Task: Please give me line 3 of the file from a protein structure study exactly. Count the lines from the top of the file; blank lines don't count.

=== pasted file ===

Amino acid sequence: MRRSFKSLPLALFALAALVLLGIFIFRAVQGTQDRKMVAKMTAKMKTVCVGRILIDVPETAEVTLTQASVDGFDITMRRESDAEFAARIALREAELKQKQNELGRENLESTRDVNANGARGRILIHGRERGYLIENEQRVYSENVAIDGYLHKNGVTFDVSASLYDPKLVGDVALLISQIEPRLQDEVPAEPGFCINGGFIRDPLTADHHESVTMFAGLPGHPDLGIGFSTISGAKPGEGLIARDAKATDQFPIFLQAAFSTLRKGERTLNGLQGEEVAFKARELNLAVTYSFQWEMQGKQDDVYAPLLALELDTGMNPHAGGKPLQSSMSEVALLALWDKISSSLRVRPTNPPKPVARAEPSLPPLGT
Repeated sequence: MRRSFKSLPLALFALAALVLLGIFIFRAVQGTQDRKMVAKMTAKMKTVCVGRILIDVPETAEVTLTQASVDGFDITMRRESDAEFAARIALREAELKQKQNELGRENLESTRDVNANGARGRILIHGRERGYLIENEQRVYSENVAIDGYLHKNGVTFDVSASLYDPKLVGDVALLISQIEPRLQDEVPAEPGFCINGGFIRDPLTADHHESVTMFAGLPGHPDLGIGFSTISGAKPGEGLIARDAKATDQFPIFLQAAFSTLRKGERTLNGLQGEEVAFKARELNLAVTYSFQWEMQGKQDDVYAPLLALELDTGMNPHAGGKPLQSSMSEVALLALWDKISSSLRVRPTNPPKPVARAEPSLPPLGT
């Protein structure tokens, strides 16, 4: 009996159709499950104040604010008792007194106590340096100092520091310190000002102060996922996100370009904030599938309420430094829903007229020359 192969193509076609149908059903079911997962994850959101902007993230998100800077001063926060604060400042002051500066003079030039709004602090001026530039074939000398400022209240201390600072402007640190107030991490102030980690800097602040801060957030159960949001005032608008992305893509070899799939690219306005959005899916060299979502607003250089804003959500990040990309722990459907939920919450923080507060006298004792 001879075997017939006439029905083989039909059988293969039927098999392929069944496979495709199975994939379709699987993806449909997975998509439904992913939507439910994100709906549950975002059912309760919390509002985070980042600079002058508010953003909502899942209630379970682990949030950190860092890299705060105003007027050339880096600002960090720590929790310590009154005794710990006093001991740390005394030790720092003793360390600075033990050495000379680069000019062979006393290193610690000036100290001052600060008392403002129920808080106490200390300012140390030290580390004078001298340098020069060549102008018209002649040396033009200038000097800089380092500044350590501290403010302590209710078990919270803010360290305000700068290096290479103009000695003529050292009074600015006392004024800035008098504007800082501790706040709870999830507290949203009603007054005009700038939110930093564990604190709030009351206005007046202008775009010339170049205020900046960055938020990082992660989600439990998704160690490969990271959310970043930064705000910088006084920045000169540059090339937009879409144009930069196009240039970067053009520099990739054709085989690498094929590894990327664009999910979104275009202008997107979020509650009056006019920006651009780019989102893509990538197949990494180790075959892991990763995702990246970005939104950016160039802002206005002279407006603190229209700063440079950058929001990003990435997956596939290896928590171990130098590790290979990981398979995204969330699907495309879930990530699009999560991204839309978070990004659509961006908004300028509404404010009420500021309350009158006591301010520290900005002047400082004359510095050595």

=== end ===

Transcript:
């Protein structure tokens, strides 16, 4: 009996159709499950104040604010008792007194106590340096100092520091310190000002102060996922996100370009904030599938309420430094829903007229020359 192969193509076609149908059903079911997962994850959101902007993230998100800077001063926060604060400042002051500066003079030039709004602090001026530039074939000398400022209240201390600072402007640190107030991490102030980690800097602040801060957030159960949001005032608008992305893509070899799939690219306005959005899916060299979502607003250089804003959500990040990309722990459907939920919450923080507060006298004792 001879075997017939006439029905083989039909059988293969039927098999392929069944496979495709199975994939379709699987993806449909997975998509439904992913939507439910994100709906549950975002059912309760919390509002985070980042600079002058508010953003909502899942209630379970682990949030950190860092890299705060105003007027050339880096600002960090720590929790310590009154005794710990006093001991740390005394030790720092003793360390600075033990050495000379680069000019062979006393290193610690000036100290001052600060008392403002129920808080106490200390300012140390030290580390004078001298340098020069060549102008018209002649040396033009200038000097800089380092500044350590501290403010302590209710078990919270803010360290305000700068290096290479103009000695003529050292009074600015006392004024800035008098504007800082501790706040709870999830507290949203009603007054005009700038939110930093564990604190709030009351206005007046202008775009010339170049205020900046960055938020990082992660989600439990998704160690490969990271959310970043930064705000910088006084920045000169540059090339937009879409144009930069196009240039970067053009520099990739054709085989690498094929590894990327664009999910979104275009202008997107979020509650009056006019920006651009780019989102893509990538197949990494180790075959892991990763995702990246970005939104950016160039802002206005002279407006603190229209700063440079950058929001990003990435997956596939290896928590171990130098590790290979990981398979995204969330699907495309879930990530699009999560991204839309978070990004659509961006908004300028509404404010009420500021309350009158006591301010520290900005002047400082004359510095050595």